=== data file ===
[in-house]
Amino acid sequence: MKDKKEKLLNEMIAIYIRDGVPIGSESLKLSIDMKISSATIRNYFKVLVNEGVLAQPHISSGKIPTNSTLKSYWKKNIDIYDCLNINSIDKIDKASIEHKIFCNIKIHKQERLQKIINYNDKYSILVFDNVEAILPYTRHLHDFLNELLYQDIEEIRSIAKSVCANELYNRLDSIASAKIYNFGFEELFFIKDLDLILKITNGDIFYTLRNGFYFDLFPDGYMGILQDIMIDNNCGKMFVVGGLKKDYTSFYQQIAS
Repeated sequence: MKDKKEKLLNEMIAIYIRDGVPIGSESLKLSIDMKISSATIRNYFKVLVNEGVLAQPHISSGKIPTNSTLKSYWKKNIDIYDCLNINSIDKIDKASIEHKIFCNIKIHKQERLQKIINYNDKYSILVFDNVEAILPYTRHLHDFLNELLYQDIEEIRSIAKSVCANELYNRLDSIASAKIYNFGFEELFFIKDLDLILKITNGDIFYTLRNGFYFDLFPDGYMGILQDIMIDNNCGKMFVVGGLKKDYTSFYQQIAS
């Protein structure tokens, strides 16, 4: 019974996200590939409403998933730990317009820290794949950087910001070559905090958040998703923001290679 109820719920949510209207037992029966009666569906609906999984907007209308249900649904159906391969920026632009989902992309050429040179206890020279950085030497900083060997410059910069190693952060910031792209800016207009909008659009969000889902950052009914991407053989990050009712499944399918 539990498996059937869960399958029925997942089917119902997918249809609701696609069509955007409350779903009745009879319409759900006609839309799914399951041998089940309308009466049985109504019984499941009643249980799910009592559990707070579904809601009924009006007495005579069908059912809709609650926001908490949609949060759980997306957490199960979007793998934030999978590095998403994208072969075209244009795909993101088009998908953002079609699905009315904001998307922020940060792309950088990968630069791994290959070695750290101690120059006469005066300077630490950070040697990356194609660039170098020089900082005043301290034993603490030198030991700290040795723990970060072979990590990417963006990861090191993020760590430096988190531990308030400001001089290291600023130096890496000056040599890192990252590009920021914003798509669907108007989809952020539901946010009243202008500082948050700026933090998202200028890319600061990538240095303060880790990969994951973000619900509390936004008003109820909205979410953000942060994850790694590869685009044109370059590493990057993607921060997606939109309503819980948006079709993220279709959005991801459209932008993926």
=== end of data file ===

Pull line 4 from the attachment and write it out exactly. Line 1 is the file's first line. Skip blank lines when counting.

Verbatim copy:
């Protein structure tokens, strides 16, 4: 019974996200590939409403998933730990317009820290794949950087910001070559905090958040998703923001290679 109820719920949510209207037992029966009666569906609906999984907007209308249900649904159906391969920026632009989902992309050429040179206890020279950085030497900083060997410059910069190693952060910031792209800016207009909008659009969000889902950052009914991407053989990050009712499944399918 539990498996059937869960399958029925997942089917119902997918249809609701696609069509955007409350779903009745009879319409759900006609839309799914399951041998089940309308009466049985109504019984499941009643249980799910009592559990707070579904809601009924009006007495005579069908059912809709609650926001908490949609949060759980997306957490199960979007793998934030999978590095998403994208072969075209244009795909993101088009998908953002079609699905009315904001998307922020940060792309950088990968630069791994290959070695750290101690120059006469005066300077630490950070040697990356194609660039170098020089900082005043301290034993603490030198030991700290040795723990970060072979990590990417963006990861090191993020760590430096988190531990308030400001001089290291600023130096890496000056040599890192990252590009920021914003798509669907108007989809952020539901946010009243202008500082948050700026933090998202200028890319600061990538240095303060880790990969994951973000619900509390936004008003109820909205979410953000942060994850790694590869685009044109370059590493990057993607921060997606939109309503819980948006079709993220279709959005991801459209932008993926």